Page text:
Fear of personal loss

Fear of being judged

Fear of the boss

©2015 Cengage Learning. All Rights Reserved. May not be scanned, copied or duplicated, or posted to a publicly accessible website, in whole or in part.

Drawbacks of Fear

  • Creates avoidance behavior
  • Weakens trust and communication
  • Employees feel threatened by repercussions of speaking about work-related concerns

*

©2015 Cengage Learning. All Rights Reserved. May not be scanned, copied or duplicated, or posted to a publicly accessible website, in whole or in part.

Exhibit 5.8 – Indicators of Love versus Fear in Organizations

*

©2015 Cengage Learning. All Rights Reserved. May not be scanned, copied or duplicated, or posted to a publicly accessible website, in whole or in part.

Bringing Love to Work

  • Binds people through positive forces for a shared purpose
  • Attracts people to take risks, learn, grow, and move the organization forward
  • Love should be translated to behavior to make it a real force

*

©2015 Cengage Learning. All Rights Reserved. May not be scanned, copied or duplicated, or posted to a publicly accessible website, in whole or in part.

Bringing Love to Work

  • Meets unspoken employee needs
  • Hearing and understanding them
  • Disagreeing without making them wrong
  • Acknowledging their capabilities
  • Remembering to look for their good intentions
  • Telling them the truth with compassion

*

©2015 Cengage Learning. All Rights Reserved. May not be scanned, copied or duplicated, or posted to a publicly accessible website, in whole or in part.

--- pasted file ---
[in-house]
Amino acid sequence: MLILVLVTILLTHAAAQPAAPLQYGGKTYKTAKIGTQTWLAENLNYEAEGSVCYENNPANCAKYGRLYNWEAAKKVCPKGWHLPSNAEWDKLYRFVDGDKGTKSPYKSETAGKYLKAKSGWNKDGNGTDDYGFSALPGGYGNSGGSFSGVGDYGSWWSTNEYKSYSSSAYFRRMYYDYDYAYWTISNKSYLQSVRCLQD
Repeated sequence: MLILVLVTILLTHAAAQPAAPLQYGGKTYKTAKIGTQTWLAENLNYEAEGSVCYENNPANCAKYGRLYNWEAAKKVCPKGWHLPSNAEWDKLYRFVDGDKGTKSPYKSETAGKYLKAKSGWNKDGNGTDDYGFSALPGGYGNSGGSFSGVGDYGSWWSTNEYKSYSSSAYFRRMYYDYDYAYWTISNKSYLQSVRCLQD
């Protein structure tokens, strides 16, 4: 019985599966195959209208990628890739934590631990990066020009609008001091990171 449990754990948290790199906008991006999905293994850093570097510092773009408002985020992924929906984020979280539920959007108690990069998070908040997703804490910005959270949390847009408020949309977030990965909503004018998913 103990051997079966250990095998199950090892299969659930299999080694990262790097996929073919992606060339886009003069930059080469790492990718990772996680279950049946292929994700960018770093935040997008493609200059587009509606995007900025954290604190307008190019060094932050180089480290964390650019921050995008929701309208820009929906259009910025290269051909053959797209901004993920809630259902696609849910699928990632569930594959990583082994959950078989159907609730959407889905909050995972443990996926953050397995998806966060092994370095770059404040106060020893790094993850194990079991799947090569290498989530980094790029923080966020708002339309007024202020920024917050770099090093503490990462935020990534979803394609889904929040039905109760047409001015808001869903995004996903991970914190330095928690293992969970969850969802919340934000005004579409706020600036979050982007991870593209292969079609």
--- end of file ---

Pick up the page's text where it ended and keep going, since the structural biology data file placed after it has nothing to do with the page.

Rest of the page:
Motivational Potential of Love versus Fear

*

  • Fear of losing a job

Fear-based motivation

  • Feeling of being valued in the job

Love-based motivation

Assignment #2

Download AMT.zip, unzip it into your Java workspace, and make sure it works. To help understand the program, you may run ATMMain.java.

The objective of this assignment is to evaluate the design of an existing object-oriented program (i.e., the ATM source code). For each problem, you must provide a detailed justification (i.e., why or why not). If necessary, you may use screenshots of the source code to illustrate your answers.

1. Class Design (30 points)

(a) Does each of the classes, ATM, Money, and Card, have a good class abstraction? (5 points for each)

(b) Consider the following variables in class SimulatedBank and related operations: ACCOUNT_NUMBER, WITHDRAWALS_TODAY, DAILY_WINTHDRAWAL _LIMIT, and BALANCE[]. How can you improve the design? (15 points)

2. Design by Contract (30 points)

Consider the precondition of method subtract in class Money:

public void subtract(Money amountToSubtract)

(a) Is this.cents – amountToSubtract.cents>=0 a demanding precondition of subtract? Does it violate the reasonable precondition principle or the precondition availability principle? (15 points)

(b) List all method calls of subtract in the ATM program and discuss whether each violates the condition amountToSubtract.cents>=0? You may need to inspect call hierarchies to determine whether the input of each call is safe. (15 points)

3. Class Invariant (30 points)

(a) For an object of ATM class, is it possible that switchOn is false and state=SERVING_CUSTOMER_STATE is true? Provide detailed justification of your answer based on the code. (15 points)

(b) Consider all constructors and setters (mutators) of Money class. For an object of Money class, is it possible that this.cents<0? (15 points)

4. Inheritance (10 points)

Is the class hierarchy of Transaction, Withdrawal, Transfer, Deposit, and Inquiry a good application of inheritance? The criteria should include module view vs type view, subcontracting (precondition/postcondition), and Liskov Substitution Principle

write 600 words and also write power point slides with min 2-3 peer reviewed references

Academic Journal Article Review Presentation

Upload Academic Journal Article Review Presentations

Please read the Powerpoint 5 and 6 and write the the doc and powerpoint presentation.

Write follow up for the mentioned below